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No. 92,728

IN THE COURT OF APPEALS OF THE STATE OF KANSAS

RONALD F. BAYLESS, JR.,

Appellant,

v.

BRITTANY L. DIECKHAUS,

Appellee.

SYLLABUS BY THE COURT

1. Under K.S.A. 60-212(b), a motion to dismiss for failure of the pleading to state a claim upon which relief can be granted shall be treated as a motion for summary judgment when matters outside the pleading are presented to and not excluded by the court.

2. The defendant has the burden of pleading and proving the applicability of the statute of limitations. Once this burden has been met, the plaintiff has the burden of proving facts sufficient to toll the statute of limitations.

3. K.S.A. 60-517 does not toll the statute of limitations for an out-of-state defendant if the defendant's whereabouts are known and the defendant can be lawfully served. The word "known" means the place where service of process upon the defendant can be effected that is known or should have been known to the plaintiff by the exercise of due diligence.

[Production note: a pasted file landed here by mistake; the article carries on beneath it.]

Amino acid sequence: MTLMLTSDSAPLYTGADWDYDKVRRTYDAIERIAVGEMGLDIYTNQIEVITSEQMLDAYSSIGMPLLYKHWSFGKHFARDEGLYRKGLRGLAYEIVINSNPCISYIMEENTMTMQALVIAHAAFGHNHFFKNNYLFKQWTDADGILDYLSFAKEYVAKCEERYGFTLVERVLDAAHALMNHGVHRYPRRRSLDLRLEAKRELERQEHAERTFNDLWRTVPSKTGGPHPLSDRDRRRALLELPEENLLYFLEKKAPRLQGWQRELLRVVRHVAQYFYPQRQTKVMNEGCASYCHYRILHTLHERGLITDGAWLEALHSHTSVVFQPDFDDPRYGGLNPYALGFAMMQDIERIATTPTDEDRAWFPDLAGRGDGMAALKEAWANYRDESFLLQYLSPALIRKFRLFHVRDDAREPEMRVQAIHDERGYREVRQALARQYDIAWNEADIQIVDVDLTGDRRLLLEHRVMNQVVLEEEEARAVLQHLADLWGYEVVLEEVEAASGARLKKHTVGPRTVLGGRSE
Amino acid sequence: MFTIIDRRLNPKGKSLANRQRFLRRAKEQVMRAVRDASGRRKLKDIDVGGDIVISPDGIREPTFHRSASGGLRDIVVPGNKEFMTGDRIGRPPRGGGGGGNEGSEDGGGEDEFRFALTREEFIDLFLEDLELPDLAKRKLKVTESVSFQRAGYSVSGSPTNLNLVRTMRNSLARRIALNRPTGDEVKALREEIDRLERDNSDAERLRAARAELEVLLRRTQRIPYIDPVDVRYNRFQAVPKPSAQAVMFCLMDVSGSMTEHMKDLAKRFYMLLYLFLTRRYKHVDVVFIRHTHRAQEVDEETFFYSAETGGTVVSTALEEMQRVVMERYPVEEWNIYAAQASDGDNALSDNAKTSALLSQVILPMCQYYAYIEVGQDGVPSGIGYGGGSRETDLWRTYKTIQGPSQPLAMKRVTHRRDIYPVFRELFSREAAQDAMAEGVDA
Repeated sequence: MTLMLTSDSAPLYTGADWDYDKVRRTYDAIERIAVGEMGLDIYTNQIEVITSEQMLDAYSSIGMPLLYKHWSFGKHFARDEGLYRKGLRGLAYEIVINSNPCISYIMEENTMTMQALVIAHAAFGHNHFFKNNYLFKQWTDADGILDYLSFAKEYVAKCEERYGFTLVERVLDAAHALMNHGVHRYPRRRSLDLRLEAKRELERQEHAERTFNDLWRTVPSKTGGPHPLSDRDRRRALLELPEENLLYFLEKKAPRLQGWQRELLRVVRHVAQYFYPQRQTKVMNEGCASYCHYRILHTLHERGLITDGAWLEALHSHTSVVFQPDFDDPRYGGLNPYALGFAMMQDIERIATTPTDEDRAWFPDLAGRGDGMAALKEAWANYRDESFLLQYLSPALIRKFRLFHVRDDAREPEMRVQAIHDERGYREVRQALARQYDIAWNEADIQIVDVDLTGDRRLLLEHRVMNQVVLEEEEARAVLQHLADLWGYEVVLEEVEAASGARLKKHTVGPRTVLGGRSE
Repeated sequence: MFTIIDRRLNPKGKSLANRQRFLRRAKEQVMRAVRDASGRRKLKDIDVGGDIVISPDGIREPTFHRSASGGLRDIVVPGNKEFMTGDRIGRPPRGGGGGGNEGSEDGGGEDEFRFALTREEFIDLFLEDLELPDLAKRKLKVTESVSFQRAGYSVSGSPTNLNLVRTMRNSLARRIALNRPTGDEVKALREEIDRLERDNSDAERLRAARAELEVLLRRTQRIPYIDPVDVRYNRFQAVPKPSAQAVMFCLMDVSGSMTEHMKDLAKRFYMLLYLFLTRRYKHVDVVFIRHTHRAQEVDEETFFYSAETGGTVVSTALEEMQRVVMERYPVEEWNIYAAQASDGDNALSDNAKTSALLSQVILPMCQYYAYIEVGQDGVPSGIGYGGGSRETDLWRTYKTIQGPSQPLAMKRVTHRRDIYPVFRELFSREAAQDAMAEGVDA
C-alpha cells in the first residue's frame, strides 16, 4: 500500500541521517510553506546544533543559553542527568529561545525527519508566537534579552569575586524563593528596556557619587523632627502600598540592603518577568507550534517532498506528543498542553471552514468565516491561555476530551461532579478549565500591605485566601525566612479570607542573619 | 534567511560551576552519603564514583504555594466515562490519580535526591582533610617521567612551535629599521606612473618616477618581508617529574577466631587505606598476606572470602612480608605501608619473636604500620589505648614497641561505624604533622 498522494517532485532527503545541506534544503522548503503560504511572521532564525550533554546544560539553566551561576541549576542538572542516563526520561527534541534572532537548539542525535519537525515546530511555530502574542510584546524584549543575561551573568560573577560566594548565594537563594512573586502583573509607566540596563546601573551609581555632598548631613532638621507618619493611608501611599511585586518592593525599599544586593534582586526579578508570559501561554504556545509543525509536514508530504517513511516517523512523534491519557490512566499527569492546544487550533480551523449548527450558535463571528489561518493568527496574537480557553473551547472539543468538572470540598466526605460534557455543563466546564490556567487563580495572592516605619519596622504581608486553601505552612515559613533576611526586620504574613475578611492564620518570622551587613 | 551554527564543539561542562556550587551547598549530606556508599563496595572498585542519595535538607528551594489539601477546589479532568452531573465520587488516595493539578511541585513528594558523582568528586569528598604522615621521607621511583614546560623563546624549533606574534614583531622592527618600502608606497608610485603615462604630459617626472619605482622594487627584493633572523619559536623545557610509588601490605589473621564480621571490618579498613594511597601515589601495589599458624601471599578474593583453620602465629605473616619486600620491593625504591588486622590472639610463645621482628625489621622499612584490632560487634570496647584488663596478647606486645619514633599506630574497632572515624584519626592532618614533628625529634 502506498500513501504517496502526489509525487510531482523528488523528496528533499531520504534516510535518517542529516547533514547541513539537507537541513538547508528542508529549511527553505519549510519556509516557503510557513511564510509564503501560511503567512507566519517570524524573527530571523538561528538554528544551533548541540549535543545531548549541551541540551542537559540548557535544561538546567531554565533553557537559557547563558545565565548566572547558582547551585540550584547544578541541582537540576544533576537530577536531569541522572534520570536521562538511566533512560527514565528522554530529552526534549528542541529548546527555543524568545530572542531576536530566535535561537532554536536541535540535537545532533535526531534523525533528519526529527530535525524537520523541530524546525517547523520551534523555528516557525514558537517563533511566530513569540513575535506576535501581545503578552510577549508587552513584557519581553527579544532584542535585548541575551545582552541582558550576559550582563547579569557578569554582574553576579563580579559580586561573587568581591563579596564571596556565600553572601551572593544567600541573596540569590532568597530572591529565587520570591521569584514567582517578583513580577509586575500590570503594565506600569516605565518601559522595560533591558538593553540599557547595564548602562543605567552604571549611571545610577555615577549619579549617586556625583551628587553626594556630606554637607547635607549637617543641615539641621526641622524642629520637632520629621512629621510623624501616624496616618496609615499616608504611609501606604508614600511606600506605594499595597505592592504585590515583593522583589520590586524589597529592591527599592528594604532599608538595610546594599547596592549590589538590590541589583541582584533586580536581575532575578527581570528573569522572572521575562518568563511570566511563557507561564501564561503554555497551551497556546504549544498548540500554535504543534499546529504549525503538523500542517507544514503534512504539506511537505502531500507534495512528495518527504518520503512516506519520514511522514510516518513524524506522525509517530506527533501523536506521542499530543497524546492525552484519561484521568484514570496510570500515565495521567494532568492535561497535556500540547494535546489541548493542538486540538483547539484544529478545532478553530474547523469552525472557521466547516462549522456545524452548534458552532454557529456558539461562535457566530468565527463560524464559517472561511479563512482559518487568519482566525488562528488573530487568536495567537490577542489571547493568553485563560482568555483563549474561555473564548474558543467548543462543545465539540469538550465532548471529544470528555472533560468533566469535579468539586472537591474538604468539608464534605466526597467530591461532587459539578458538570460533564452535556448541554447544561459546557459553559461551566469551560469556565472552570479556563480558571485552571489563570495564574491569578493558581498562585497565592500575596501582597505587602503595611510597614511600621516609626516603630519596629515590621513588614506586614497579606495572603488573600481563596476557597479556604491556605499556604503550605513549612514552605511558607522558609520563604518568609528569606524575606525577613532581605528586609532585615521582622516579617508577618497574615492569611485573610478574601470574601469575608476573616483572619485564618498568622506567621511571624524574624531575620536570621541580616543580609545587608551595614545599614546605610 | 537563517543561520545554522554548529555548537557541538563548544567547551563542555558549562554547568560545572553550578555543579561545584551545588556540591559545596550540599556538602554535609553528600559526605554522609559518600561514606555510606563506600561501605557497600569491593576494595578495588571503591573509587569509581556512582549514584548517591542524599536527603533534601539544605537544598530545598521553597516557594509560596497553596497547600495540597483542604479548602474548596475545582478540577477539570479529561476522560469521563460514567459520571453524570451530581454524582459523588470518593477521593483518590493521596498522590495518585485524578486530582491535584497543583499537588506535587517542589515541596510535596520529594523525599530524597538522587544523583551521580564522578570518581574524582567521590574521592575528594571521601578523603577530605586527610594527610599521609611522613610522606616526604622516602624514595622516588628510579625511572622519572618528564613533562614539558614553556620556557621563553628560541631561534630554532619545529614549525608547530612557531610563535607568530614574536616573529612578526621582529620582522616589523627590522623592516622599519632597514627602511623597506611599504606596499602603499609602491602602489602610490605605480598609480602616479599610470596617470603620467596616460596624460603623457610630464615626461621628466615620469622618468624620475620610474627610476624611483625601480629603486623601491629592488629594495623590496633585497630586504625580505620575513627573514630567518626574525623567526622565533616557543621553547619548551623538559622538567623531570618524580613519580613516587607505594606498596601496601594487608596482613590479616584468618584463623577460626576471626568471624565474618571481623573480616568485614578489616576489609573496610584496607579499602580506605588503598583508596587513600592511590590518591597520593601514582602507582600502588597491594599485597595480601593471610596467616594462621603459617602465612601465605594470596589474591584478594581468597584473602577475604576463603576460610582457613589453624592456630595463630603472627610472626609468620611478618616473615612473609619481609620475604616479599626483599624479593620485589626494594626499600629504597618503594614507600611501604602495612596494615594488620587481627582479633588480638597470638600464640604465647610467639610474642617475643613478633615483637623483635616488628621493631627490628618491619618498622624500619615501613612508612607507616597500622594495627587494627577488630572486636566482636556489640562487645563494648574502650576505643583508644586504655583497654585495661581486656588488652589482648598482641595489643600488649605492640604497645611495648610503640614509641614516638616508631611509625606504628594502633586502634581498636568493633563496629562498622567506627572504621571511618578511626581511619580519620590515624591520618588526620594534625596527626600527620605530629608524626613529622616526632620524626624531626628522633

4. Under Supreme Court Rule 6.02(d) (2004 Kan. Ct. R. Annot. 35), an appellant must key the facts to the record on appeal so as to make verification reasonably convenient. Any material statement made without such a reference may be presumed to be without support in the record.

Appeal from Johnson District Court; STEVE LEBEN, judge. Opinion filed February 18, 2005. Affirmed.

David Wylie, of Independence, Missouri, for appellant.

Leonard R. Frischer and Michael L. Hughes, of Frischer & Associates, Chtd., of Overland Park, for appellee.

Before GREEN, P.J., PIERRON and McANANY, JJ.